From left, Del. Jennifer Carroll Foy, D-Prince William, State Sen. Jennifer McClellan, D-Richmond, and Del. Hala Ayala, D-Prince William, pose in front of a bus calling for the ratification of the Equal Rights Amendment at the Capitol in 2018. (Photo by Katherine Jordan)
By Graham Moomaw
VM – For years, Virginia state Sen. Jennifer McClellan has been talked about as a future gubernatorial candidate.
The future, she says, is now.
McClellan, D-Richmond, a veteran state legislator and corporate attorney for Verizon, is formally announcing her run for governor today, with about a year to go before the 2021 Democratic primary.
In an interview this week, McClellan said Virginia is at a “critical crossroads” that calls for someone with “a clear understanding of where we have been.”
“We will be sort of weathering and recovering from an economic crisis, a health pandemic, a reckoning with racial inequity and a crisis of faith that people have in their government,” McClellan said. “This is a critical moment in our history.”
Coming from a family with a history of civil rights activism, McClellan, a 47-year-old mother of two, said she doesn’t want her own children have to keep fighting the same fights.
She said she was struck by something she heard during a group discussion last year about issues facing Generation Z. A young woman said she and her peers saw President Barack Obama leading the country when they were kids, but more recently “all my generation has seen is regression.”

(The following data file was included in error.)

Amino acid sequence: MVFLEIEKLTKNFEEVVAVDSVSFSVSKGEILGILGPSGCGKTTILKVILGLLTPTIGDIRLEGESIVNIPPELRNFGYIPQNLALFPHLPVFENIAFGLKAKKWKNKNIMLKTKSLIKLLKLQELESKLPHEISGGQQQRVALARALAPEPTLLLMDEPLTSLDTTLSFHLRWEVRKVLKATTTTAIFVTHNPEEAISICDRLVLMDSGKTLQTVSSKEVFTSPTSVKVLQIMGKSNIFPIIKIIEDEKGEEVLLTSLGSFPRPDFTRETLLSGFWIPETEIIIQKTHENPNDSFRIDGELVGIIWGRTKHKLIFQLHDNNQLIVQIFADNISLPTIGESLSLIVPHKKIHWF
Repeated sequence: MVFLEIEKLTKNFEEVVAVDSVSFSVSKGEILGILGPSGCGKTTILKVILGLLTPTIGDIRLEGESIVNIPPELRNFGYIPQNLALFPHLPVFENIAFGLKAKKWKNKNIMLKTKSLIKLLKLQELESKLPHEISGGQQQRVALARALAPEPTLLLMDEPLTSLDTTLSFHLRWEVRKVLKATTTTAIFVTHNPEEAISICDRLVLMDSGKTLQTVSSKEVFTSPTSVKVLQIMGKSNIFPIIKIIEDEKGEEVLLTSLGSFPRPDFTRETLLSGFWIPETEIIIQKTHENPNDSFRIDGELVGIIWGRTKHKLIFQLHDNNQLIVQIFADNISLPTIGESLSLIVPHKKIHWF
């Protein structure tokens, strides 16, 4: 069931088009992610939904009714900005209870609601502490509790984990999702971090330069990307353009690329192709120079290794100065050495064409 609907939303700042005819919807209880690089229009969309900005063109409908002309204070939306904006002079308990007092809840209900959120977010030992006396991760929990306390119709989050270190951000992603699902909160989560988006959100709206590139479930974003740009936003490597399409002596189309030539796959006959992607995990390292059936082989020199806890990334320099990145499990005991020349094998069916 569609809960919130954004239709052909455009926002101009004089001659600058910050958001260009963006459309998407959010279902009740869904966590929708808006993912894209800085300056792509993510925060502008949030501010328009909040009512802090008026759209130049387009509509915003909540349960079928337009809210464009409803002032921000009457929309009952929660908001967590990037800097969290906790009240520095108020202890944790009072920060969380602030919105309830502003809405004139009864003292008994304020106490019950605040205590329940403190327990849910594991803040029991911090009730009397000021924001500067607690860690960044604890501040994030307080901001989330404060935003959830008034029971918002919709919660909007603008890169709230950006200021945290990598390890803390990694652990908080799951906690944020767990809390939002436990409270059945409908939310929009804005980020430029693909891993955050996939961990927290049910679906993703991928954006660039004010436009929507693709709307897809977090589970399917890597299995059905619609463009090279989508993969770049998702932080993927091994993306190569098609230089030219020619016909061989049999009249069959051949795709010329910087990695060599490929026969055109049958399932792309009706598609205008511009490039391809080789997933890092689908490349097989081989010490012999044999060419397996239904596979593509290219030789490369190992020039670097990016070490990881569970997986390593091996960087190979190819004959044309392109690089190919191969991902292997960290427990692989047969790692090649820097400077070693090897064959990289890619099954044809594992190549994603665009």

“And she said ‘It really makes me and my generation ask, why bother?’” McClellan said. “And it was like a slap in the face. And I looked at her and I thought, if your generation loses hope, then we are lost as a commonwealth and as a society. I cannot leave a world where they have no hope. And that is what is pushing me to run now.”
McClellan is the second black woman to officially enter the gubernatorial field. Del. Jennifer Carroll Foy, D-Prince William, announced her campaign last month. Part of the newer, younger generation of Democrats that helped flip control of the General Assembly over the last four years, Carroll Foy
highlighted the historic nature of the effort in a country where no Black woman has been elected governor of any state.
McClellan, who has served in the General Assembly since 2006, was understated when asked how her identity might factor into the 2021 campaign.
“I am not running to make history by being the first Black woman elected. I am running to make history because we’re changing the trajectory of Virginia to rebuild in a way that breaks down systemic inequity,” McClellan said. “Who I am today, my personality, my leadership skills, how I think, all of that is a function of my parents and how they raised me. So I can’t divorce myself from it. Nor do I want to. I’m proud of it. But I am not running to be the first Black woman governor of Virginia. I’m running to be the governor of the Commonwealth of Virginia who happens to be a Black woman.”
In her campaign launch video, McClellan emphasizes the need for continued improvement in health care, education, voting rights and rebuilding an economy “without leaving people behind.” Even before the pandemic hit, McClellan said, the economy “wasn’t doing well for everybody.”
“First, we need to understand that workers and business are intertwined and their success is intertwined,” McClellan said.